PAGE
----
For many organizations, it is also a radical paradigm shift from a traditional document-based approach to a global approach based mainly on models, allowing :

  • Better specification: less ambiguity, oversight and inconsistency than when writing specifications and other purely textual descriptions
  • Better design: by studying more easily different possible alternatives and the impacts of modifications, while reducing repetitive tasks to be redone
  • Better manage productivity: by developing collaboration and convergence between the different businesses to define a reliable solution that is more easily achievable
  • Better validation: by facilitating decision-making very early in the development cycle and better anticipation of risks. Integrations and tests are then carried out much more efficiently

A system-oriented design will allow the design teams to gather the needs of all stakeholders in the system of interest, and understand its context of use before beginning the detailed design of the solution.


Risks can thus be identified at a very early stage and better controlled, resulting in better product quality while reducing costs not only during the design phase, but also during the operational and dismantling phases of a program.

KEONYS is based on Dassault Systèmes’ strategy which is articulated around five fundamental pillars: multi-scale models, the federation of disciplines, simulate/test at any time in the development process, data governance, and openness (standard formats, connectors), to propose different levels of solutions dedicated to systems engineering.

The experience of each company in its own field, these solutions are declined and adapted to the needs of all through the following applications:

  • Management and traceability of requirements
  • Multidisciplinary systems architecture
  • System modeling and simulation (or 0D-1D)
  • The control/command of automated systems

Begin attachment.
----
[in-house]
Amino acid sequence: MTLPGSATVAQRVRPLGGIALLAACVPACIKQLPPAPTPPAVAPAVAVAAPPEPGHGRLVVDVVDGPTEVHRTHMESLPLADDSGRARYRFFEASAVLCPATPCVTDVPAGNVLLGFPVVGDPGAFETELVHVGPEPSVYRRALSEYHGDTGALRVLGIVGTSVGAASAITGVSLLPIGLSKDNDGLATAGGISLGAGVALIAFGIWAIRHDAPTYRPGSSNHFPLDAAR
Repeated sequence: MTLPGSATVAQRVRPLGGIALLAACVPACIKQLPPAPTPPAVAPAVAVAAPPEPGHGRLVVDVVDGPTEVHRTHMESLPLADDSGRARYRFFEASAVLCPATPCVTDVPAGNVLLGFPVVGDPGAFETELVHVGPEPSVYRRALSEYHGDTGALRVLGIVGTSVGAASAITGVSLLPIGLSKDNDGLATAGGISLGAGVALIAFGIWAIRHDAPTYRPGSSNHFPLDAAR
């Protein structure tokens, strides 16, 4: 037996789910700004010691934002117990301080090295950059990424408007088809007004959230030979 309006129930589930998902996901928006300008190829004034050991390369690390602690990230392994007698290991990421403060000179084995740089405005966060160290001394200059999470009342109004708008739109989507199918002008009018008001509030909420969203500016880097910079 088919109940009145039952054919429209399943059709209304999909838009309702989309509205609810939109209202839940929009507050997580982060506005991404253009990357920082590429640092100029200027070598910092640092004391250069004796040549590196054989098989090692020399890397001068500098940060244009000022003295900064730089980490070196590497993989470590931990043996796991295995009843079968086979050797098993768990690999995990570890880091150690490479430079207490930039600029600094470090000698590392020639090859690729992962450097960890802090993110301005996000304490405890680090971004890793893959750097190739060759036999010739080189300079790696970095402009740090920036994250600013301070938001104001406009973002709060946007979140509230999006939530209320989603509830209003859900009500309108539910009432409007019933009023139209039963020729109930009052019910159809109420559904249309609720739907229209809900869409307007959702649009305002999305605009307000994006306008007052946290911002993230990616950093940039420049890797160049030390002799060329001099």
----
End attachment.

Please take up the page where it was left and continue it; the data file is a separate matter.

• Operational safety of critical systems

Each of the topics is based on a common value proposition namely :

  • Agility: defining and validating design choices and innovations earlier at the concept level and on the basis of virtual models and validations
  • Collaboration: synchronization between disciplines (by combining the fields of electricity, electronics, mechanics and software…) and development of complex systems as a whole.
  • Capitalization: compliance with safety standards, reuse of components and models (framework), traceability from one end of a project to the other.

The centralized and integrated approach of systems engineering allows, from the functional objectives expressed, to determine the logic of products to program and control their automatisms. One of the greatest challenges for manufacturers, mainly in the automotive, aeronautics, rail, medical, industrial equipment and energy sectors, is to be able to innovate in an increasingly constrained environment and on complex products/systems integrating embedded electronics, control, command and physical behavior. Agility, collaboration and capitalization are inherent values in the Systems Engineering approach to design quickly and well.

– by PIERRE SANS, Simulation and Systems Engineer, KEONYS

For more information, contact a KEONYS expert!

As the leading integrator of business processes for Dassault Systèmes’ PLM solutions, CENIT-KEONYS help its customers in their digital transformation and their transition to the 3DEXPERIENCE® platform on the Cloud.